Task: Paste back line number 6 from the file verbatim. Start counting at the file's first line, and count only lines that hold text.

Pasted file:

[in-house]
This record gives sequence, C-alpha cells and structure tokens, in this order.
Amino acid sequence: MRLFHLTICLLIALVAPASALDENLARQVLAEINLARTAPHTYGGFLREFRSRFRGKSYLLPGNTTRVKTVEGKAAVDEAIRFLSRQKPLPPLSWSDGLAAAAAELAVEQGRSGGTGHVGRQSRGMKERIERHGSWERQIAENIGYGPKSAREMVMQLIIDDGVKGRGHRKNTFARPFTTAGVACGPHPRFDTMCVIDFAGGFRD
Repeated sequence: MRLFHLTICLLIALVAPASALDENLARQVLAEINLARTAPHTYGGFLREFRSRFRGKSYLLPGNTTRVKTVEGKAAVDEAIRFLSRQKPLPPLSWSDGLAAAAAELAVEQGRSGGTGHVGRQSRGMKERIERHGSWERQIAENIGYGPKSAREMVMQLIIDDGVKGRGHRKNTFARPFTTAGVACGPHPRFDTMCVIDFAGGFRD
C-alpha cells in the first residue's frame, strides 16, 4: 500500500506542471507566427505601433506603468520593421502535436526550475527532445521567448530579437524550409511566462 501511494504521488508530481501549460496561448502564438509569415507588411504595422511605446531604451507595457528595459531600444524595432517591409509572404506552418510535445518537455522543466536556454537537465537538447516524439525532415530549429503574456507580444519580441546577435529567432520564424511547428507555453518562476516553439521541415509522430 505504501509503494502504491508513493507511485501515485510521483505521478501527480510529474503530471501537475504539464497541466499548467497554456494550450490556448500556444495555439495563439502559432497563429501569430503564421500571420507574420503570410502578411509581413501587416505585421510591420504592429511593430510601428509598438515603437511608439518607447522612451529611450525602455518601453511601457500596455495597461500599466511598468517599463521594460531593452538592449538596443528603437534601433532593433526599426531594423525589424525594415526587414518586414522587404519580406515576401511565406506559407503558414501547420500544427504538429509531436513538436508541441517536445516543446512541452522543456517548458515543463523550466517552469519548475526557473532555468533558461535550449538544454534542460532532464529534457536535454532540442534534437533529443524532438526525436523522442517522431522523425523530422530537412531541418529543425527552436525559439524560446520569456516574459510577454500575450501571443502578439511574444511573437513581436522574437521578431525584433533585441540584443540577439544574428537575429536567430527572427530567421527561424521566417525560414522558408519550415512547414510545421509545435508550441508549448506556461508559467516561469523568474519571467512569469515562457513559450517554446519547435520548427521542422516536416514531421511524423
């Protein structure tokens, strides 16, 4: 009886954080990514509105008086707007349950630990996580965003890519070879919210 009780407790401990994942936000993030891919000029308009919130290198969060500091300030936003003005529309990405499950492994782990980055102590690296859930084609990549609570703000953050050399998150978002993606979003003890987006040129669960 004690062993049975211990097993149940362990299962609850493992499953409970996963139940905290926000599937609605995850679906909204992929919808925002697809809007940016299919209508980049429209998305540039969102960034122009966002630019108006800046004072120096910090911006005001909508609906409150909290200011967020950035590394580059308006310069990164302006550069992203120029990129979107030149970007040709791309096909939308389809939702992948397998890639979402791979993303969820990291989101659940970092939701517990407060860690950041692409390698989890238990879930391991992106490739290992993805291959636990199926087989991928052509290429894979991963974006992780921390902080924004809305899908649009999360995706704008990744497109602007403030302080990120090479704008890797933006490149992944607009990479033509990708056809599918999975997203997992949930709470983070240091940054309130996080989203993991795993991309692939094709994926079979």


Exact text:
């Protein structure tokens, strides 16, 4: 009886954080990514509105008086707007349950630990996580965003890519070879919210 009780407790401990994942936000993030891919000029308009919130290198969060500091300030936003003005529309990405499950492994782990980055102590690296859930084609990549609570703000953050050399998150978002993606979003003890987006040129669960 004690062993049975211990097993149940362990299962609850493992499953409970996963139940905290926000599937609605995850679906909204992929919808925002697809809007940016299919209508980049429209998305540039969102960034122009966002630019108006800046004072120096910090911006005001909508609906409150909290200011967020950035590394580059308006310069990164302006550069992203120029990129979107030149970007040709791309096909939308389809939702992948397998890639979402791979993303969820990291989101659940970092939701517990407060860690950041692409390698989890238990879930391991992106490739290992993805291959636990199926087989991928052509290429894979991963974006992780921390902080924004809305899908649009999360995706704008990744497109602007403030302080990120090479704008890797933006490149992944607009990479033509990708056809599918999975997203997992949930709470983070240091940054309130996080989203993991795993991309692939094709994926079979």